Analog‐Computer Program for Studying Underwater Sound Rays and Refraction Effects
View Description Hide DescriptionAn analog‐computer program has been developed that traces sound rays and gives a continuous value for the refractive anomaly. The program uses the second derivative of the sound velocity with respect to depth as a description of the medium through which sound waves travel. Tests have been made using constant values for the second derivative. Excellent agreement has been obtained between computer results and mathematical results predicted by theory.

Transmission of Random Sound and Vibration through a Rectangular Double Wall
View Description Hide DescriptionThe existence of many modes of vibration in a complex system makes a detailed classical analysis almost intractable. However, when excited by broad‐band random noise, the detailed response characteristics may be overlooked and statistical properties such as mean‐square values and power spectra provide a measure of the vibration. The existence of classes of similarly excited modes allows theories of room acoustics and thermodynamics to be applied successfully. For sound transmission through a rectangular double wall, this technique gives results that agree within experimental error of measured transmission loss, much better than do conventional loss estimates. Both theory and experiment confirm that the product of modal density, average joint acceptance of the first panel, and the ratio of radiation to total resistance of the second panel are the most important characteristics in determining the transmission characteristics of the wall.

Signal‐Detection Analysis of Equalization and Cancellation Model
View Description Hide DescriptionAn analysis of the equalization and cancellation model from a signal‐detection standpoint is presented. At low frequencies, say 250 cps, one can neglect the time‐error parameter because any slight phase error is small as compared with the period of a sinusoid and all the error in the binaural mechanism can be treated as small‐amplitude error. Using this assumption, it is possible to derive the equations presented in the text. Three main conclusions can be drawn from this analysis. (1) The signal‐detection analysisgenerates the same equations as Durlach's signal‐to‐noise‐ratio approach, except for a multiplicative factor that reflects the accuracy of the monaural energy measurement. (2) The parameter associated with the amplitude error, because of the multiplicative factor, is different from Durlach's by a factor of 5. (3) The new analysis predicts that shortening the signal duration or decreasing the noise bandwidth will increase the size of the masking‐level difference. Both effects have been observed.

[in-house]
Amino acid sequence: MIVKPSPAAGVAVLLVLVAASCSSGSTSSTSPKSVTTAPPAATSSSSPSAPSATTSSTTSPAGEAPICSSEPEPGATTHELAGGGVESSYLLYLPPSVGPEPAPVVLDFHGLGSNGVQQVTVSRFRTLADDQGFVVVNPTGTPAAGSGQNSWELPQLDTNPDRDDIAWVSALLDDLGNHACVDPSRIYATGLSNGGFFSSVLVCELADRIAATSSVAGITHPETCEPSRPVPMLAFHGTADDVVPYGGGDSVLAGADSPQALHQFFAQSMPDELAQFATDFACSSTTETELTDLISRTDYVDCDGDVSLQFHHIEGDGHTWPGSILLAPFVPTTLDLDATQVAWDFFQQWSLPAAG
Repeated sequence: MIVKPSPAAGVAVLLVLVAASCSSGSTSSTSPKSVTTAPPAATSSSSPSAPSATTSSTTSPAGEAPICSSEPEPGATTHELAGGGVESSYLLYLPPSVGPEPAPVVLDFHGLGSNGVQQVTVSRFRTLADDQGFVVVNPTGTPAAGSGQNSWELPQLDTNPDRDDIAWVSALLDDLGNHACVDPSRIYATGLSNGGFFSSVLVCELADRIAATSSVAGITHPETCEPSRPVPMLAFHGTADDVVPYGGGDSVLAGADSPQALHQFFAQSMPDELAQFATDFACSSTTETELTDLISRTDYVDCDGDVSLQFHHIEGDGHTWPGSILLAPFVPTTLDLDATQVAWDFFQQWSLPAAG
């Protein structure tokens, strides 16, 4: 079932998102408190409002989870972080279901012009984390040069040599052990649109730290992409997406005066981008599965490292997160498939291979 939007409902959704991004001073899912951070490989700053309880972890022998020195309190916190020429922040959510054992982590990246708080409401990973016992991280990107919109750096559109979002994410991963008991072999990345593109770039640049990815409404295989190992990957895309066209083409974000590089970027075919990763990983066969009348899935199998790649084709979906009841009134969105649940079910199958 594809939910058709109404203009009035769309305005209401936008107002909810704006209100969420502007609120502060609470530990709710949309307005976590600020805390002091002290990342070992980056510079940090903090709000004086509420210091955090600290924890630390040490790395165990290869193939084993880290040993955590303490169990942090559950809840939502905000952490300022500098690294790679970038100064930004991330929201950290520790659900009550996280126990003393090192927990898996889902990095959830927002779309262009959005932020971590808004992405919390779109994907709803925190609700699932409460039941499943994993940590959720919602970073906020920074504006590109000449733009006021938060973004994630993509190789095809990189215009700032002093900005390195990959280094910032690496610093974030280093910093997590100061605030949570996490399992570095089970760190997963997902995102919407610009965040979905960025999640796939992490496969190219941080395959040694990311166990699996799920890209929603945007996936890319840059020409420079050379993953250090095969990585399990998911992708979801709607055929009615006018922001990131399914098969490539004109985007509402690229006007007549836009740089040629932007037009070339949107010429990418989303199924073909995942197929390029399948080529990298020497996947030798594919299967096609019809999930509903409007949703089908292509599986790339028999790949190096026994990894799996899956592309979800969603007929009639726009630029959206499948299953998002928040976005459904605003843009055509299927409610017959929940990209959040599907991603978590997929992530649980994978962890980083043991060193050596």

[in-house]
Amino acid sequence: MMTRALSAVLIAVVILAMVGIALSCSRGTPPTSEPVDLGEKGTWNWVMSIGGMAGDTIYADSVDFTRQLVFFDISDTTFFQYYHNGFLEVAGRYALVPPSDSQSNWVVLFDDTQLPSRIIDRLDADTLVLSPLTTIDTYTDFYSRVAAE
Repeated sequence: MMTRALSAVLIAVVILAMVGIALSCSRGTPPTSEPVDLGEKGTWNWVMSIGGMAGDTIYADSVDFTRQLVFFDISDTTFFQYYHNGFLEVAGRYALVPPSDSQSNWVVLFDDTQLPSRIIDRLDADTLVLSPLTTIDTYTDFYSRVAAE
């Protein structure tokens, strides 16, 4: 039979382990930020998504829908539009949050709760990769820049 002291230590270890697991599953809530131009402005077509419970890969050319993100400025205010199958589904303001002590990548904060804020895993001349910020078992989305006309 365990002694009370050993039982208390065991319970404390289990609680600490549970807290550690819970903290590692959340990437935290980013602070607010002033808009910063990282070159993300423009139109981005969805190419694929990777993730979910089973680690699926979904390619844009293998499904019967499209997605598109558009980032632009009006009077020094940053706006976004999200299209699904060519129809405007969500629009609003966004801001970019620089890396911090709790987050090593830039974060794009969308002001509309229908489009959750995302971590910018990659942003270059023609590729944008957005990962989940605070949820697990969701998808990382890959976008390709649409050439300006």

Reliability of TTS from Impulse‐Noise Exposure
View Description Hide DescriptionA comprehensive damage‐risk criterion (DRC) for impulse‐noise exposure is needed, and it is desirable to state the DRC in terms of allowable TTS (temporary threshold shift), since TTS is both a valid and convenient measure of noise effects on hearing. This is possible only if TTS is also a reliable measure. Four TTS‐reliability studies are reported. The following conclusions are reached. (1) Individual subject's TTS's are not sufficiently reliable to permit generalization of impulse‐noise effects. (2) Group mean TTS varies only slightly across a series of exposures and is considered to be a reliable (consistent, repeatable) measure. This is true for the exposure of normal‐hearing subjects to different impulse‐noise conditions, for the TTS's of subnormal‐hearing subjects, and for frequencies representative of the whole range of human hearing. (3) The formulation of an impulse‐noise DRC should be based on group data (means, quartiles, etc.). Samples should be as large as possible and should be representative of the population to which generalization of results is desired.

Experimental Study of the Fundamental‐Frequency Component of a Plane, Finite‐Amplitude Wave
View Description Hide DescriptionThe fundamental‐frequency component of a plane, finite‐amplitude wave is measured in water at 5.65 Mcps by a fixed‐distance pulse method giving variable‐distance results. The absorption coefficient of the fundamental‐frequency component of the wave is examined from the standpoint of its maximum, average, and instantaneous values. It is found that there is a maximum amount of sound‐pressure amplitude that can be transmitted over a fixed path, varying as the −0.80 power of the distance. A value for the nonlinearity parameter of water is obtained, giving B/A = 6.3±0.8.